They formed Friends of the Saxonia House, Inc, achieved tax-exempt status so fundraising could begin and had their offer to purchase accepted! Now they are trying to raise the money for purchase and initial restoration. They are counting on the over 800 persons with connections to Ernest Klessig. They hope their goal to create a living history museum will also interest the large German-American community. There are thoughts too of restoring one of Saxonia’s original businesses as a bed and breakfast and restoring the brewery.
At the ecumenical reunion worship service, Klessigs were inspired to their new task by Pastor David Jerger. “What we are and have, has in large measure come from those of past generations who settled this land, contributed in pioneering this country and left us a heritage …” For information contact Friends of Saxonia House Inc, 20 S. Main St, Ste 5, PO Box 8066, Janesville WI 53547-8066.
from Milwaukee Journal Sentinel
Money for reunions is both a universal and continuous dilemma. Many reunions offer clever and realistic ideas to raise money for expenses. Some sell custom-made souvenirs (t-shirts, caps, calendars, directories, cookbooks, quilts). The price of items determines how much profit goes into reunion coffers. Others hold auctions and raffles; usually with items donated by members. Fees, memberships, dues and donations are also common ways to raise funds.
Corporate sponsorship is something many reunions would like to tap into, and while some have been successful, it requires skill, finesse and someone willing to write an excellent letter/proposal.
Find firms who know the value of directing some of their limited marketing budget to your captive audience. Corporations underwrite projects they feel will generate goodwill or beneficial exposure. Start with companies you or your members do business with or are employed by and be prepared to demonstrate why your reunion is a good way for the corporation to reach these potential customers.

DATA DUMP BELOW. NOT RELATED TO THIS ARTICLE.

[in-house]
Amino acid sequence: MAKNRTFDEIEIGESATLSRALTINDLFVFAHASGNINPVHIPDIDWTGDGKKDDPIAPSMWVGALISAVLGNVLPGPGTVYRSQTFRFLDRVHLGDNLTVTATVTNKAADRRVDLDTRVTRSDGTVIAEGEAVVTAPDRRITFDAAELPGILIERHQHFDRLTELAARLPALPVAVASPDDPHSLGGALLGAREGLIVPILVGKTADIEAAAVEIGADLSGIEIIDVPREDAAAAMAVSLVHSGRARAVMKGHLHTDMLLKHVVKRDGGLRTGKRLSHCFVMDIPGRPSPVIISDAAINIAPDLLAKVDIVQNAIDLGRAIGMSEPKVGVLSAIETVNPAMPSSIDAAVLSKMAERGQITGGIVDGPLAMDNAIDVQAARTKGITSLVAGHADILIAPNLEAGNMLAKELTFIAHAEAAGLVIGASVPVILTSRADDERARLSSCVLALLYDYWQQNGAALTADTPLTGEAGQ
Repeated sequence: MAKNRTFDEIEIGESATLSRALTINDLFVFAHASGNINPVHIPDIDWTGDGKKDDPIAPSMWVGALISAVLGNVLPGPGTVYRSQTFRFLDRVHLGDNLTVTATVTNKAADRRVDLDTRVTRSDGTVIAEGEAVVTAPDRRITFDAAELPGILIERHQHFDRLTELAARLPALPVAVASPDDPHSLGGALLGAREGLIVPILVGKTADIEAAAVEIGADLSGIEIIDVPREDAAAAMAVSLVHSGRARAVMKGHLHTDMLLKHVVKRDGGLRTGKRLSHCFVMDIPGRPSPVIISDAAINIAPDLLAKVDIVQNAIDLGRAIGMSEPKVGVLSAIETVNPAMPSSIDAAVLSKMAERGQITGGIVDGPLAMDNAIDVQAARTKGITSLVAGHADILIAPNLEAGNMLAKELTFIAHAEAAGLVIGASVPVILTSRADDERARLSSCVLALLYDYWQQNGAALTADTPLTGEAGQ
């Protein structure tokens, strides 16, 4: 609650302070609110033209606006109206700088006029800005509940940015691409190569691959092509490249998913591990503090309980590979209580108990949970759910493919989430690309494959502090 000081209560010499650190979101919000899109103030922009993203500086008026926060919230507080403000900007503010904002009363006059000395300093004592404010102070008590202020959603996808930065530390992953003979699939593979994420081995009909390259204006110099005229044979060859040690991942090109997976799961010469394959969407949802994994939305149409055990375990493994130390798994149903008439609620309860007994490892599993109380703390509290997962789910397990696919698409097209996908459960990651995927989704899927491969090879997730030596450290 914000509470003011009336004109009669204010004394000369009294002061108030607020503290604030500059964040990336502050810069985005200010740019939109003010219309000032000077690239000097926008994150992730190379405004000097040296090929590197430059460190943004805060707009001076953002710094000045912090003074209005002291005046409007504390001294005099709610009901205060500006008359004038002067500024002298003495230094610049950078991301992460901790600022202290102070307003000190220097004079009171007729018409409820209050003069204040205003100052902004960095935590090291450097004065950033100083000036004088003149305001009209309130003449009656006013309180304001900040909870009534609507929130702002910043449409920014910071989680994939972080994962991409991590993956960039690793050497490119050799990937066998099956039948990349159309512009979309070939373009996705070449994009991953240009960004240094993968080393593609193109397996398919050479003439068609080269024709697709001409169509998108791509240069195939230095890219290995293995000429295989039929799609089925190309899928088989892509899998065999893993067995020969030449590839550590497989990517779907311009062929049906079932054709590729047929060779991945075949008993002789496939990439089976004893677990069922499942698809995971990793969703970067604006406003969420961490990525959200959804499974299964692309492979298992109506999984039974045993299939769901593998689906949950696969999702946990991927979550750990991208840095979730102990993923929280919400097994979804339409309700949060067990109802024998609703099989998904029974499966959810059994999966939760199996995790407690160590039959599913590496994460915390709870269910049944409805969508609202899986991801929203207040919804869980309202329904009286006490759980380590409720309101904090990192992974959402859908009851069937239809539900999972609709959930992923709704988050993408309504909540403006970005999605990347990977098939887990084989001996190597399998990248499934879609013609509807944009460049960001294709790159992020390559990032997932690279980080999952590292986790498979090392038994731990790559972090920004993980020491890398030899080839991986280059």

Distinguish your reunion from everybody else who is trying to raise money for their organization. Corporations are very careful with their discretionary spending, but if they see a direct relationship between their product and your members, they may go for it. So making a point of what the corporation will get from you is essential. State in your request that you will prominently display the sponsor. Appreciate your sponsors by acknowledging them loudly and with appropriate pomp and signage.
We learned in an article in New York’s Newsday that the Watts Family Reunion, Hempstead, New York, raised nearly $10,000 for their 2000 reunion. The committee projected that the reunion weekend would cost about $6,500 and they charged $20 per person. Fundraising events were held throughout the year including skating and bowling parties and dances. The excess was applied to future reunions.
The same article described costs for the Tory Family Reunion organized by Gloria Winslow, West Hempstead, New York. $50 for adults and $25 for children covered costs for a picnic, banquet (with performance by an African dance troupe) and hotel hospitality suite. Several day trips cost extra; a sightseeing excursion to Manhattan, shopping at a mall or a jaunt on a floating casino.